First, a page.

The Sunday line is open. A memorial note:
The Democrat-Gazette today carried a perfunctory obituary notice on John Norman Harkey, 81, a retired Batesville lawyer and judge.
His colorful history deserves a further mention. Republican Gov. Winthrop Rockefeller appointed Harkey, a Democrat, Arkansas insurance commissioner in 1967. His job was to clean up the sewer of corruption created by the Faubus administration. Arkansas had more insurance companies than New York with 30 times the population, books on the Rockefeller era recount. In a year, he set up a meaningful regulatory agency and forced dozens of the operators out of Arkansas.
He was a founding member of the Arkansas chapter of the ACLU and had a role in public interest litigation, particularly related to municipal bond financing for private projects. (UPDATE: He very nearly upended a Little Rock convention center bond issue in this challenge.) It was back in the pre-Internet era and I can’t readily dig up the details. I’m counting on Ernie Dumas’ memory to bail me out.
The D-G paid obituary didn’t include this note in the longer obituary posted by the funeral home:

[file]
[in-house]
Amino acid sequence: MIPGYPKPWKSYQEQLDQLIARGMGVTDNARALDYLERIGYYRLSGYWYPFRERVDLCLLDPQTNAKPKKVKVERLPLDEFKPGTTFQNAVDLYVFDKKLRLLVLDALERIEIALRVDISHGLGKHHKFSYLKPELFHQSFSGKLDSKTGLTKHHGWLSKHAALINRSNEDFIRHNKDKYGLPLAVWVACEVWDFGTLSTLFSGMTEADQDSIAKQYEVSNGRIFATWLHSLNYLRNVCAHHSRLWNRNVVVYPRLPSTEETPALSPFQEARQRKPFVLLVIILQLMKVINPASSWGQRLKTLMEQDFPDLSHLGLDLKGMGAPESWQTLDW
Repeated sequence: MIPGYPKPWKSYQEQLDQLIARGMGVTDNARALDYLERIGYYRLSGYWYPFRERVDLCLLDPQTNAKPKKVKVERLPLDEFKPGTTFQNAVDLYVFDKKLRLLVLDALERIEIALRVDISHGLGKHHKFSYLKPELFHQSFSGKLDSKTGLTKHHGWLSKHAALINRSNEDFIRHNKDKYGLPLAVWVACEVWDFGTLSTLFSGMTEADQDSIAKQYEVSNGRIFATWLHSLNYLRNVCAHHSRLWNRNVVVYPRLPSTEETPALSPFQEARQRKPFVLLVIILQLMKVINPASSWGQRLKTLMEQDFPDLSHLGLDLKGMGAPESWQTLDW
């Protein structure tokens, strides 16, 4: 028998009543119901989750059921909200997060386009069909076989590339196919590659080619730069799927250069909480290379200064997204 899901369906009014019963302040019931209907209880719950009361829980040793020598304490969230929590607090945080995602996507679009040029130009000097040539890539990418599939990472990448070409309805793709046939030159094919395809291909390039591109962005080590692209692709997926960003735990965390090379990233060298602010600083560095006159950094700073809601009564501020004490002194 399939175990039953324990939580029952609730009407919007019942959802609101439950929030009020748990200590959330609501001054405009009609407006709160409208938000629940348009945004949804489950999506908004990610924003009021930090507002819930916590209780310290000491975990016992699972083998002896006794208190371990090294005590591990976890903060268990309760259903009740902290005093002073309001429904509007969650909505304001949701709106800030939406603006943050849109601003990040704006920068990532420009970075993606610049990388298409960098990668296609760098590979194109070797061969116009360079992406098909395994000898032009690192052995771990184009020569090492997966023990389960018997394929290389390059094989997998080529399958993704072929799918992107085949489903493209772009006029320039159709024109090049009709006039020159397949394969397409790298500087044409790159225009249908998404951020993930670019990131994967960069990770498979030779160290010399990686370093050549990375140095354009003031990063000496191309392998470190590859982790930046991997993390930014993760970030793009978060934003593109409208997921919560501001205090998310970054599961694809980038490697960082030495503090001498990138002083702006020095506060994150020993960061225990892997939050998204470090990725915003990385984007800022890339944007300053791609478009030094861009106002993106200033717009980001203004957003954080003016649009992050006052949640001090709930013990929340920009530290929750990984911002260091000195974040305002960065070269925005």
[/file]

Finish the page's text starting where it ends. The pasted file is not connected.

Throughout his life, he had a deep and abiding interest in helping others and was a mentor to many people, whether loved ones or complete strangers. He was a fan of the H.L. Mencken quote: “If after I depart this vale, you have pause to think of me and wish to please my spirit, forgive some sinner and wink at some homely girl.”
UPDATE: Ernie Dumas chips in a recollection of Harkey:
Harkey would have preferred that his death go unnoticed by the newspapers. He never cared for publicity, perhaps after the episode when he tossed policemen through the plate-glass window of a Hot Springs nightclub after they came to arrest him for excessive drinking and carousing. He was prosecuting attorney for Independence County at the time. He must have learned to cherish brawling when he fought with the Marines in Korea.
As Rockefeller’s insurance commissioner he shut down hundreds of fly-by-night insurance companies in 1967-69 and helped shutter Arkansas Loan and Thrift Corp., the bogus savings bank that Faubus cronies and the Arkansas attorney general, Bruce Bennett, used to fleece west Arkansas people out of millions in the late sixties. He was later a juvenile judge.